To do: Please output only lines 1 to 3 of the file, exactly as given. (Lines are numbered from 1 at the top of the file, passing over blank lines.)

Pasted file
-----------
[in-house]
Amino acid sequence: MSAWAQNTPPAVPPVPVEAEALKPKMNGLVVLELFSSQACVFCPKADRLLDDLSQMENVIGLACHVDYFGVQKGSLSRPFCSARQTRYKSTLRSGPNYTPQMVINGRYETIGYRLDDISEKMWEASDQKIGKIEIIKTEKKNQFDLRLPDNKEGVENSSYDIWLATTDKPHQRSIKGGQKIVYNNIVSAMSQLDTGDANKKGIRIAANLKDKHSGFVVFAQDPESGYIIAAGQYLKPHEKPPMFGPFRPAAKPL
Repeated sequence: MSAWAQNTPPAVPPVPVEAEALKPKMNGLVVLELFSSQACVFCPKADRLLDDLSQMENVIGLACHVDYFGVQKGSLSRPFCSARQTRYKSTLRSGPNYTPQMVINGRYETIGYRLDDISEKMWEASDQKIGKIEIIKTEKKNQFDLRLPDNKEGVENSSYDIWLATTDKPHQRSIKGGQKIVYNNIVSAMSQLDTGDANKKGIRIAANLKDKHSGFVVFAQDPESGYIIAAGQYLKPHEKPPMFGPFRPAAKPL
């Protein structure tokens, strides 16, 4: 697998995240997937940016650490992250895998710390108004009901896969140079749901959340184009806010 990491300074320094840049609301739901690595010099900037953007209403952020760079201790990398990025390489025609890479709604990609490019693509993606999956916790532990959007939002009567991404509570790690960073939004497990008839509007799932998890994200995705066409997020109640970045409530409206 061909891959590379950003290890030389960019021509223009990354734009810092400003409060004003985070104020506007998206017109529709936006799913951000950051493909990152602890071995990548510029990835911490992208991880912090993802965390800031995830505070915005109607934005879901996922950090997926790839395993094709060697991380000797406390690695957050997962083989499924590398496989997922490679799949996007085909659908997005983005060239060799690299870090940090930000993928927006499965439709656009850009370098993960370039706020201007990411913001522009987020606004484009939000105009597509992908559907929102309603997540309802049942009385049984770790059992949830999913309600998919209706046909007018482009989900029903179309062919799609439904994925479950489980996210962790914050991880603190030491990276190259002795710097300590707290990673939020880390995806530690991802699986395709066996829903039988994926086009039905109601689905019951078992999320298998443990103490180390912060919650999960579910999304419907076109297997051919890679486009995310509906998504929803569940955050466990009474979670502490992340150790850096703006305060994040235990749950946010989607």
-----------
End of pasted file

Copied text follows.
[in-house]
Amino acid sequence: MSAWAQNTPPAVPPVPVEAEALKPKMNGLVVLELFSSQACVFCPKADRLLDDLSQMENVIGLACHVDYFGVQKGSLSRPFCSARQTRYKSTLRSGPNYTPQMVINGRYETIGYRLDDISEKMWEASDQKIGKIEIIKTEKKNQFDLRLPDNKEGVENSSYDIWLATTDKPHQRSIKGGQKIVYNNIVSAMSQLDTGDANKKGIRIAANLKDKHSGFVVFAQDPESGYIIAAGQYLKPHEKPPMFGPFRPAAKPL
Repeated sequence: MSAWAQNTPPAVPPVPVEAEALKPKMNGLVVLELFSSQACVFCPKADRLLDDLSQMENVIGLACHVDYFGVQKGSLSRPFCSARQTRYKSTLRSGPNYTPQMVINGRYETIGYRLDDISEKMWEASDQKIGKIEIIKTEKKNQFDLRLPDNKEGVENSSYDIWLATTDKPHQRSIKGGQKIVYNNIVSAMSQLDTGDANKKGIRIAANLKDKHSGFVVFAQDPESGYIIAAGQYLKPHEKPPMFGPFRPAAKPL